Dear Sam: I was recently downsized from my 23-year role in the customer service industry. My job was outsourced to a call center—overseas—as is often the case these days. I never thought I would need to look for a job at the age of 53; quite frankly, I don’t know where to begin. What I do know, though, is that I need to create a résumé that positions me for roles in multiple areas. I fear my age will work against me, so I do not want to pigeonhole myself into solely customer service jobs. I am thinking I may return to an administrative role, could continue to work in customer service, but may also explore more operations-focused roles where I manage a process or program. Do you have any examples I could look at to provide guidance on how to even approach a résumé at this point in my life? Thank you. — Ken
Dear Ken: I am so sorry to hear of your recent downsizing. You are right; that is still a very common occurrence, but shocking nonetheless. I recently worked with a client in the same situation and I think her résumé will provide you with some ideas on how to structure the presentation of your background to position your candidacy effectively for the roles you are seeking. Let me go through my approach with my client Jessie to inspire your résumé writing juices!
Jessie came to me after she was downsized from an airline. She barely had a résumé and provided me with a very primitive list of her jobs since 1988 with her titles and literally a handful of words describing each role. Through my conversation with Jessie, I dug deeper, asking questions about the scope of her roles, the challenges, her crowning achievements, and what she took from one job to another. Through that discussion, I was better able to see how each of her roles positioned her as more qualified for the next. With this information, I started creating what would become a two-page résumé positioning her for customer service, administrative assistant, and operations support roles.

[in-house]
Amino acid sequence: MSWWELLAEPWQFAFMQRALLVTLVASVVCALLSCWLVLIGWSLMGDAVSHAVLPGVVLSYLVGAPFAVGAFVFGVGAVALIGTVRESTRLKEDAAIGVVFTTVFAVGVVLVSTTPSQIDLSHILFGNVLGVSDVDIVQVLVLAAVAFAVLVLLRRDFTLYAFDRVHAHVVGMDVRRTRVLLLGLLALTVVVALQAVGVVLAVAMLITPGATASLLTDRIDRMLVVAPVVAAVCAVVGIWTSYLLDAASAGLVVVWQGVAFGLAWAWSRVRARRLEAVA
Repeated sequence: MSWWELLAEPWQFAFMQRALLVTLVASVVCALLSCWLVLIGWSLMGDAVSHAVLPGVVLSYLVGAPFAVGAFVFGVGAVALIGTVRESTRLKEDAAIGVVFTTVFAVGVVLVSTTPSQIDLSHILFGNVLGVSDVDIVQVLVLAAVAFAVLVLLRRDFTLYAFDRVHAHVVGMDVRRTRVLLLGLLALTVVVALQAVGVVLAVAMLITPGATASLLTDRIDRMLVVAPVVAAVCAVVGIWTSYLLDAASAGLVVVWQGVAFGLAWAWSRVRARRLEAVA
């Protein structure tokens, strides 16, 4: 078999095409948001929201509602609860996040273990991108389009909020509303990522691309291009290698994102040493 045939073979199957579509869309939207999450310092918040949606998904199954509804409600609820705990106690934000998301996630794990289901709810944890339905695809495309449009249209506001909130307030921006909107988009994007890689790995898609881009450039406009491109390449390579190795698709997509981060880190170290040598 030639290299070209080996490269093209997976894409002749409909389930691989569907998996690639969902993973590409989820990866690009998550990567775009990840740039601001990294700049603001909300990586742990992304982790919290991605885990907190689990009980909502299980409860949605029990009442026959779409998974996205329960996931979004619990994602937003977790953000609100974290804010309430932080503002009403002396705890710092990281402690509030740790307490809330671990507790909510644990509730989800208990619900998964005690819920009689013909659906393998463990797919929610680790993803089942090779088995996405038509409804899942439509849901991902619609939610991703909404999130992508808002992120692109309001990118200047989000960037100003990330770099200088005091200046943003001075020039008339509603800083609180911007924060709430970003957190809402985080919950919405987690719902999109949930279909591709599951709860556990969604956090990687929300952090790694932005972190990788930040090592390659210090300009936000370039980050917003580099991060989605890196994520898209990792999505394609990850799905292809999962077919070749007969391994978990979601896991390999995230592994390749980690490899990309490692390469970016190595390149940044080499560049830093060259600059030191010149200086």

Based on the diversity of positions for which Jessie wanted to apply, I created a somewhat open-ended qualifications summary. Jessie had worked for very notable organizations—and I wanted that to come through loud and clear in the initial scan of her résumé—so I included the logos of the organizations in which she had worked. Doing this provided potential employers with an immediate understanding of the level of customer service and administrative / operations support Jessie must have provided given she had worked for some world-class organizations. In addition, I added an excerpt from one of her letters of recommendation immediately to reinforce the notion that Jessie was great at what she did.
Within the professional experience section of Jessie’s résumé, I presented her roles with a brief paragraph summary followed by two to three bulleted highlights introduced by functional area. Introducing these highlights with a functional subheading allowed me to focus and frame the experience as I wanted it to be seen. For instance, a hiring manager could easily perform a visual scan of Jessie’s résumé and get a great sense of the areas in which she had contributed, just by reading the functional subheadings. This strategy allowed me to reinforce the experience on which I wanted the reader to focus. In addition, each job summary was introduced by highlighted noun phrases communicating the keywords most relevant to the job she performed. This too allowed for greater focus on select aspects of Jessie’s roles. While there still was not a terrific amount of content on Jessie’s résumé, it was highly focused and proved very effective in her search.
I hope this provides a quasi-roadmap for you, Ken, and inspires you to create your own unique image on paper. Best of luck for a tremendously successful search. View Jessie’s résumé here